Birthplace: Pittsburgh, PA
Race or Ethnicity: Black
Occupation: Jazz Musician
Nationality: United States
Executive summary: Prominent jazz guitarist and vocalist
George Benson made an early start to his career in music -- singing, dancing and playing ukelele in a Pittsburgh nightclub at the tender age of 8. By the age of 10 he had made his first recordings as a vocalist and in his early teens he formed a rock and roll band, switching the concentration of his efforts from his voice to his guitar playing. Eventually he fell under the influence of Wes Montgomery and turned to jazz; in 1962 he began a stint as part of a trio led by Brother Jack McDuff, but by 1964 his solo career was already underway with the release of The New Boss Guitar (although still with the support of McDuff and his band). A deal with Columbia Records was made shortly afterwards, resulting in the mostly-instrumental jazz offerings Benson Burner, It's Uptown (both 1965) and The George Benson Cookbook (1966).
In the latter half of the 1960s a series of rapid moves between labels was made, a switch from Columbia to Verve in 1967 followed quickly by changes to A&M in 1968 and CTI in 1970. Output during this period firmly established Benson's reknown as a musician, and his demand as a session player increased accordingly: established names from Miles Davis to Tony Bennett were now enlisting his input for their own records. With his move to Warner Brothers in 1976, Benson once again began to bring his vocal skills to the fore; the result was Breezin', an album that -- fueled by the popular song This Masquerade -- would become the first jazz record to achieve platinum status.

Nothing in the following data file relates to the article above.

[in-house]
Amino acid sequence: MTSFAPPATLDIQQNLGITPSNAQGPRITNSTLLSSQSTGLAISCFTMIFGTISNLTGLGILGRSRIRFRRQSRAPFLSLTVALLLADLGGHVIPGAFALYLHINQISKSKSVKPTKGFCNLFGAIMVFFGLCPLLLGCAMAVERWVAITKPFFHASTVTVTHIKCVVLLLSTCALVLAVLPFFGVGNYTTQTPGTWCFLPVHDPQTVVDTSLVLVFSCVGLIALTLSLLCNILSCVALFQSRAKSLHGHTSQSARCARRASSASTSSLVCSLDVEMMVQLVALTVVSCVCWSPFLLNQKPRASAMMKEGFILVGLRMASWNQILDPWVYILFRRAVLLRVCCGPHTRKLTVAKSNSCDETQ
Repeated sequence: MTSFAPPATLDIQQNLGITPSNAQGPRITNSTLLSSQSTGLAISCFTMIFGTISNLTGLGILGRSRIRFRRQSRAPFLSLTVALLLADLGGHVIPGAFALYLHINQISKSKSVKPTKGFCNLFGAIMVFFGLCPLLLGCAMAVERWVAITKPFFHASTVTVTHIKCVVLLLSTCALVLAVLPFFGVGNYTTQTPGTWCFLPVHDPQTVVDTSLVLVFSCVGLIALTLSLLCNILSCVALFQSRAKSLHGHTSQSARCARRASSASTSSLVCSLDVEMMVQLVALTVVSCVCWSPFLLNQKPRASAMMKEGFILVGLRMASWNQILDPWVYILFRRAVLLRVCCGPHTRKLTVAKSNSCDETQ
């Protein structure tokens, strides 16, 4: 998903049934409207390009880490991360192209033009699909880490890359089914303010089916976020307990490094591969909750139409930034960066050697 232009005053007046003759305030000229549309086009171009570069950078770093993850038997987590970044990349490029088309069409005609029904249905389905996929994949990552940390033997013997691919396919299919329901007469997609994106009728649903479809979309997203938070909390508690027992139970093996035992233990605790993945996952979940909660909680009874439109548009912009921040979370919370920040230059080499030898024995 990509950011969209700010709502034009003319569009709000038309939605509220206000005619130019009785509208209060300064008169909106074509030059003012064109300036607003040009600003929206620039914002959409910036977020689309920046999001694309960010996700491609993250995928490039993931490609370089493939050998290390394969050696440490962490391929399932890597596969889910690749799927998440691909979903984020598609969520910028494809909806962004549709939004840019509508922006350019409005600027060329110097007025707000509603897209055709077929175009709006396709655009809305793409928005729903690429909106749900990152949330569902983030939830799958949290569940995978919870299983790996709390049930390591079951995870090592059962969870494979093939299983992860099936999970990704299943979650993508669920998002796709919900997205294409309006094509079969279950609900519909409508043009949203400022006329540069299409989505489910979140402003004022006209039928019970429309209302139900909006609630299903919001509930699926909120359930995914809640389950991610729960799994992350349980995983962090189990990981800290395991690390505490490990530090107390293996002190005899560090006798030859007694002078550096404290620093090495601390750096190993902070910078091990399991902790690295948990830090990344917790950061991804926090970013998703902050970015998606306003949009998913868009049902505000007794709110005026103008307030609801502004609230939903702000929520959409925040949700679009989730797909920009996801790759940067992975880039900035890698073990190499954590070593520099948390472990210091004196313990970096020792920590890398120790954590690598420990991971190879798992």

Despite resentment from the jazz-snobs in his audience, pop success for the guitarist continued into the next decade, its peak being reached with the top ten title track to 1980's Quincy Jones-produced Give Me The Night. Towards the end of the 1980s, however, the ride on the pop charts was over and a return was made to his jazz roots with Tenderly (1989), an album of standards (with a cover of The Beatles' Here, There And Everywhere thrown in for good measure). This was followed by a collaboration with The Count Basie Orchestra, released in 1990 under the title Big Boss Band.
In 1996 Benson made yet another label jump -- this time to the "adult-contemporary" jazz stable GRP, with whom he has remained since. The new association was launched with the album That's Right, an R&B collection that met with mixed reviews: some considered a return to form, while others condemned it as uninspired jazz kitsch. Subsequent GRP releases (Standing Together (1998), Absolute Benson (2000), and Irreplaceable (2004)) have been given a warmer reception.
Grammy Record of the Year (1976)
Grammy Best Pop Instrumental Performance (1976)
Grammy Best Rhythm & Blues Instrumental Performance (1976)
Grammy Best R&B Vocal Performance, Male (1978)
Grammy Best R&B Vocal Performance, Male (1980)
Grammy Best R&B Instrumental Performance (1980)
Grammy Best Jazz Vocal Performance (1980)
Grammy Best Pop Instrumental Performance (1983)
Hip Replacement Surgery 1999
FILMOGRAPHY AS ACTOR
Listen Up: The Lives of Quincy Jones (3-Oct-1990) · Himself
Sgt. Pepper's Lonely Hearts Club Band (24-Jul-1978)
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